While recently charting my course to California’s Eastern Sierra, I spotted a tiny town on the map called Independence. It was located off Highway 395, right along my path. And with a name like Independence, it screamed history and small town California. I had to investigate.
My getaway began at the historic 1927 Winnedumah Hotel, where a couple friends and I met Cindy and Derek Abrahams, the property’s general managers. They told me about the fascinating history surrounding the Winnedumah and set me up in the Bing Crosby suite. That’s right, I stayed in the same room that the legendary actor/crooner stayed in while he was in town filming or sneaking away from Hollywood.
Vintage and charming, the Crosby suite features two rooms that share a Jack and Jill bathroom. The suite has a 1920s décor, with classic hard wood floors and furniture, metal framed beds and period-era bathroom fixtures.
There are no televisions in the hotel rooms, but the serenity of the property, with its gentle creaking wood floors and crackling fireplace in the lobby, inspire relaxation, book reading, or conversation with friends, fellow guests from around the world, or with Cindy and Derek, who are knowledgeable about the area and treat guests like family.
“When people visit Independence and the Winnedumah Hotel, they are going to get an authentic, historic Eastern Sierra Nevada experience,” says Cindy. “This is the old west and we’ve got the mountains, the high desert and quintessential small town USA. And when you stay here, you get a very personal, boutique hotel experience.”
Independence is located off U.S. Route 395, the main north-south highway cutting through the Owens Valley. The tiny town is a gateway to outdoor havens such as the John Muir Wilderness Area and Kings Canyon/Sequoia National Parks. Hikers pass through while trekking the Pacific Crest Trail, or on their way up California’s two tallest peaks, Mt. Whitney and Mt. Williamson. Others stay at the Winnedumah Hotel for quieter experience while skiing in busy Mammoth. Whatever the reason, the hotel gets about 60 percent of its clientele from international travelers.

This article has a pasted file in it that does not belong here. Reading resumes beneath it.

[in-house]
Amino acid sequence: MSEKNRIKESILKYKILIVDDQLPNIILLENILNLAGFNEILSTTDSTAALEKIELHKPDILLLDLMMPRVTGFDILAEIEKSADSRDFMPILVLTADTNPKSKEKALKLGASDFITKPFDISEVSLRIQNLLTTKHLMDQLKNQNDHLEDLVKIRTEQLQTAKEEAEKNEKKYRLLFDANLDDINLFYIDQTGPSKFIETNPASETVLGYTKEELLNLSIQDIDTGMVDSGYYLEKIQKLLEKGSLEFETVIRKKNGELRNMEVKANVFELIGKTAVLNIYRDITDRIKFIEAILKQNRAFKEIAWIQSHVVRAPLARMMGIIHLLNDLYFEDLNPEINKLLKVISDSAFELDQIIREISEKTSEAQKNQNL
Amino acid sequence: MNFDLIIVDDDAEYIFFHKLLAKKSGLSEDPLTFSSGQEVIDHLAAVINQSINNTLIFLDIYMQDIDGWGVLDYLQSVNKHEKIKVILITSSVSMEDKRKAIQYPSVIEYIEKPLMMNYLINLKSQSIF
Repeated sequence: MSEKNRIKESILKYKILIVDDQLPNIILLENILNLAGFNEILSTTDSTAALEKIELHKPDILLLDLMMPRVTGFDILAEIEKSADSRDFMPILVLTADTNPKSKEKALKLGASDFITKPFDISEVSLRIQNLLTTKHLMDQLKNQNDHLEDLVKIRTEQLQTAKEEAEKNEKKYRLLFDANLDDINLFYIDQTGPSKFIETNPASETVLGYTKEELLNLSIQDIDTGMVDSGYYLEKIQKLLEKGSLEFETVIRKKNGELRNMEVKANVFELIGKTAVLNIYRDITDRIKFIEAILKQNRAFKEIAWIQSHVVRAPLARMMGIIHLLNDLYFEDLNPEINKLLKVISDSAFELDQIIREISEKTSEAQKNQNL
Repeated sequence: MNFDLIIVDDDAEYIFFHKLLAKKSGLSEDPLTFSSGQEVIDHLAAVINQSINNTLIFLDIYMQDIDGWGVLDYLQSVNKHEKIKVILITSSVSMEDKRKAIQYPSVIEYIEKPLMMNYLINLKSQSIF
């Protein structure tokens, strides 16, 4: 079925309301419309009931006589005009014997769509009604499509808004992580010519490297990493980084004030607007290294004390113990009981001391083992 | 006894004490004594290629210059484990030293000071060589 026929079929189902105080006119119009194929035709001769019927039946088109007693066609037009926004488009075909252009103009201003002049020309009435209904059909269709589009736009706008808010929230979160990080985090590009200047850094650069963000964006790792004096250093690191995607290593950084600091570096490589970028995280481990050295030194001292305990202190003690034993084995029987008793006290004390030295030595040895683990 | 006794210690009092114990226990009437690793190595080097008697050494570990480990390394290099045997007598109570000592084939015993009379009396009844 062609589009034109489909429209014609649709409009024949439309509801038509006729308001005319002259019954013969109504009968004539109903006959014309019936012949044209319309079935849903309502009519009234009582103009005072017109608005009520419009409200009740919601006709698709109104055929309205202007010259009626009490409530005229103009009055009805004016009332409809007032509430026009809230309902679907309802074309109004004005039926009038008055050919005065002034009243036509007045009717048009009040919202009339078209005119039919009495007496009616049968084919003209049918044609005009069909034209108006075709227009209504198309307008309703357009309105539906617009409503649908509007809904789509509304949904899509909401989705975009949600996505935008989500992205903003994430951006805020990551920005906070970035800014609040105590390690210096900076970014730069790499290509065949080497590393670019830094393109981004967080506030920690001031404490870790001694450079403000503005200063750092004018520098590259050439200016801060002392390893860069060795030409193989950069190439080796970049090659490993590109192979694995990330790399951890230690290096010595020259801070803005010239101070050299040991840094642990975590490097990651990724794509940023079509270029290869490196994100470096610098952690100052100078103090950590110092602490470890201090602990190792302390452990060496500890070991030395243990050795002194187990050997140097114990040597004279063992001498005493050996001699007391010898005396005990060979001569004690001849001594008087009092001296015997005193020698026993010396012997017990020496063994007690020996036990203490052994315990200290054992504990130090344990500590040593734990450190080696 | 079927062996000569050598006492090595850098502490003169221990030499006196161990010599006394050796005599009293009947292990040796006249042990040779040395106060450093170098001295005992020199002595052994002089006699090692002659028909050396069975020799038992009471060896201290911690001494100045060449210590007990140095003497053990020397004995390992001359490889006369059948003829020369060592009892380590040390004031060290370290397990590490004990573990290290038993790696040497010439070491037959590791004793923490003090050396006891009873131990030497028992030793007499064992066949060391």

But many of the Winnedumah’s first visitors were local, coming by way of Hollywood. Numerous early westerns were filmed in nearby Lone Pine and the Alabama Hills. This brought the likes of Roy Rogers, Gary Cooper, Gabby Hayes, John Wayne and Bing Crosby to the newly built Winnedumah Hotel. Wayne had a favorite room at the hotel and when Crosby visited, he was given the room above the managers’ suite so they could hear him sing in the shower. Even famed California photographer Ansel Adams sought comfort at the property while on photo shoots.
The hotel lobby still has the original 1892 piano that Bing used to sit at and sing as well as other furnishings from the 1920’s, including the overstuffed chairs in the lobby and the steel mesh chairs on the front porch which can be seen in Roy Roger’s first movie “Under Western Stars.”
Besides the Winnedumah, the town also boasts one restaurant, a sandwich shop and a taco truck. For culture there is the Eastern California Museum, located a couple blocks from the hotel. After a complimentary buffet breakfast at the hotel, we walked to the museum and discovered an incredible collection of beautiful, hand-crafted Native American baskets.
The display is one of the largest exhibits of local Paiute-Shoshone basketry in the nation. Ornamental and functional baskets, along with cradleboards, projectile points, bows and arrows, and rare examples of Paiute beadwork are included in the extensive exhibit. The basket exhibit includes more than 400 pieces and nearly 100 other, related artifacts, and is contained in about 14 large display cases.
The museum also showcases a large collection of historic photographs, Owens Valley history, scores of old west guns, and extensive mining and farming equipment and historic structures found outside in the museum yard. There is also lovely creek and pond outside, with majestic views of the Eastern Sierra mountains in the background.
Directly across from the Winnedumah Hotel is the iconic Independence Courthouse, which is on the National Register of Historic Places. In 1969 the courthouse held 24 members of the Manson Family for possession of stolen vehicles and property.
About five miles south of Independence, at the foot of the Sierra Nevada, is Manzanar War Relocation Center, where Japanese-Americans were held during World War II. Visitors to this historic and somber site will find a Visitor Center with extensive exhibits, a short film and a bookstore. There are also two reconstructed barracks, a women’s latrine, and a mess hall onsite.
About three miles northwest of Independence is the Mt. Whitney Fish Hatchery. Built in 1916, it has supplied trout eggs to other hatcheries in California and other western states. It is the only hatchery to produce golden trout, California’s state fish.
If You Go:
Winnedumah Hotel or call (760) 878-2040.